Federal Reserve Governor Christopher Waller said longer-run structural issues will continue to put upward pressure on home prices and rents even as the central bank begins a campaign to raise borrowing costs.
“With housing costs gaining an ever-larger weight in the inflation Americans experience, I will be looking even more closely at real estate to judge the appropriate stance of monetary policy,” Waller said on Thursday in the text of a speech prepared for delivery at a conference on housing. He also suggested that rent costs have been understated by the consumer price index.
“Based on various measures of asking rents, some recent research suggests that the rate of rent inflation in the CPI will double in 2022,” Waller said. “If so, rent as a component of inflation will accelerate, which has implications for monetary policy.”
He didn’t comment explicitly on the outlook for interest rates in his prepared remarks.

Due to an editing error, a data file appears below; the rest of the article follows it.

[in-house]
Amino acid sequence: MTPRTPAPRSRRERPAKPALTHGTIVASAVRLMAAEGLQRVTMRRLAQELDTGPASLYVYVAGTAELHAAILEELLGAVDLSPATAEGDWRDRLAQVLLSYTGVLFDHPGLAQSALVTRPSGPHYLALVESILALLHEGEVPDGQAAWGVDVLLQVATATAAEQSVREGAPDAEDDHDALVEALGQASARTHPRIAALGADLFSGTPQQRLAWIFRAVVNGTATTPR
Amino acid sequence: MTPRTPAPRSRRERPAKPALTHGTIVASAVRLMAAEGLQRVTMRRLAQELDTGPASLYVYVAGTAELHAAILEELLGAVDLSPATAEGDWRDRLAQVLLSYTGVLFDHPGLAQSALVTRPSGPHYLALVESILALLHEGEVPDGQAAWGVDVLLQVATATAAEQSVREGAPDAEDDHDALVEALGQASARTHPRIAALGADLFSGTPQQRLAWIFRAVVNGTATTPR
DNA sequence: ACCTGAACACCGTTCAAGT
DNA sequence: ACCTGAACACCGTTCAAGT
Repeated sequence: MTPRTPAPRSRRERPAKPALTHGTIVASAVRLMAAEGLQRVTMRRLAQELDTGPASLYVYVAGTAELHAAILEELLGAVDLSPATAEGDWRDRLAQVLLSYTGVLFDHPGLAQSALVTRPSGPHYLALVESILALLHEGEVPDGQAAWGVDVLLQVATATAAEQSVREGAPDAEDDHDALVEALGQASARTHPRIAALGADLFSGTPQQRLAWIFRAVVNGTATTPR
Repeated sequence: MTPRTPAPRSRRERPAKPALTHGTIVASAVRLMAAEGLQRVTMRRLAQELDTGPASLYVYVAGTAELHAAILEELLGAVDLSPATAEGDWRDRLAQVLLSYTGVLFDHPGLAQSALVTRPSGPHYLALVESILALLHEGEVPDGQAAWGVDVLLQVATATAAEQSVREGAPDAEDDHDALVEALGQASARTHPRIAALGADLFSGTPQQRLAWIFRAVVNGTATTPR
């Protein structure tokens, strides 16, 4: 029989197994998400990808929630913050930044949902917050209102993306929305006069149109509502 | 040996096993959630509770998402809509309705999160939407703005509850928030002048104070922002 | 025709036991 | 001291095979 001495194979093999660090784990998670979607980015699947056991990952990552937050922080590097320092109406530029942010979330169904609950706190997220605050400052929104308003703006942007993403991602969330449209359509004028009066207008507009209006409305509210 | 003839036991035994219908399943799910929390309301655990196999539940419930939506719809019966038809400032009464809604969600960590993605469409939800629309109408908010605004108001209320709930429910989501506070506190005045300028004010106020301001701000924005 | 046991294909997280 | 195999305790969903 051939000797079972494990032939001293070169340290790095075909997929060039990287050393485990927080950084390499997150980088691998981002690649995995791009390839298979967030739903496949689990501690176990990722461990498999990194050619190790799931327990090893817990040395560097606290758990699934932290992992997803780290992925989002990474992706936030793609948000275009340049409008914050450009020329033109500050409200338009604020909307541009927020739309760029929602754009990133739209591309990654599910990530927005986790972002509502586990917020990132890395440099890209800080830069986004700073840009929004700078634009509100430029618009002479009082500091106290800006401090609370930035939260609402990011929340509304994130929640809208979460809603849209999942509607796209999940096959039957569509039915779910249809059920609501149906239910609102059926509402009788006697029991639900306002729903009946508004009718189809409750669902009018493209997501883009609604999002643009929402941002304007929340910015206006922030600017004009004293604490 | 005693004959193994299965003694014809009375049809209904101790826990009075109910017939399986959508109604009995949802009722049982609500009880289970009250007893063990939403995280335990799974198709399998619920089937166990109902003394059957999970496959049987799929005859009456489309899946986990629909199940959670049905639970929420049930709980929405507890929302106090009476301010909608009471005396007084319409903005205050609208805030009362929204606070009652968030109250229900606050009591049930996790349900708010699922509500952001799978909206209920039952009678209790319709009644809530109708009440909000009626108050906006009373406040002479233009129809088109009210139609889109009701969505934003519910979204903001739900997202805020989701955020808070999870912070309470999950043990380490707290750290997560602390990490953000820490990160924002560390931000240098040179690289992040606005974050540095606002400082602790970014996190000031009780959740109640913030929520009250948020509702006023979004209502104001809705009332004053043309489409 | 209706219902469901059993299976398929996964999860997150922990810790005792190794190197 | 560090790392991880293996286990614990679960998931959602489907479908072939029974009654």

U.S. central bankers raised the benchmark lending rate in March by 0.25 percentage points and forecast six more rate increases this year. They will also start to reduce their holdings of longer-term Treasuries and mortgage-backed securities in coming months, which could further tighten lending conditions for the U.S. housing market.
Sales of new U.S. homes fell in February for a second month, suggesting high prices and rising mortgage rates may be keeping prospective buyers on the sidelines.
Waller said the migration to cities with high-paying jobs has created housing shortages in those areas while “a shortage of skilled workers” and regulations will likely hold back new construction.
“Demand for living in cities with high-paying jobs and many urban amenities has surged, pushing up housing costs in these areas,” Waller said. “Among metro areas in the top quartile of local housing demand, population increased 80%, and single family home prices rose more than 110% from 1990 to 2019 after adjusting for inflation.”
The Fed governor said that both fiscal and monetary policy also helped support housing prices. The Fed’s purchases of agency mortgage-backed securities lowered home loan costs by about 40 basis points, he estimated.
Waller said that unlike the early 2000s, the home price boom wasn’t being driven by loose lending standards and excessive leverage.
“I am hopeful that at least some of the pandemic-specific factors pushing up home prices and rents could begin to ease in the next year or so,” he said.
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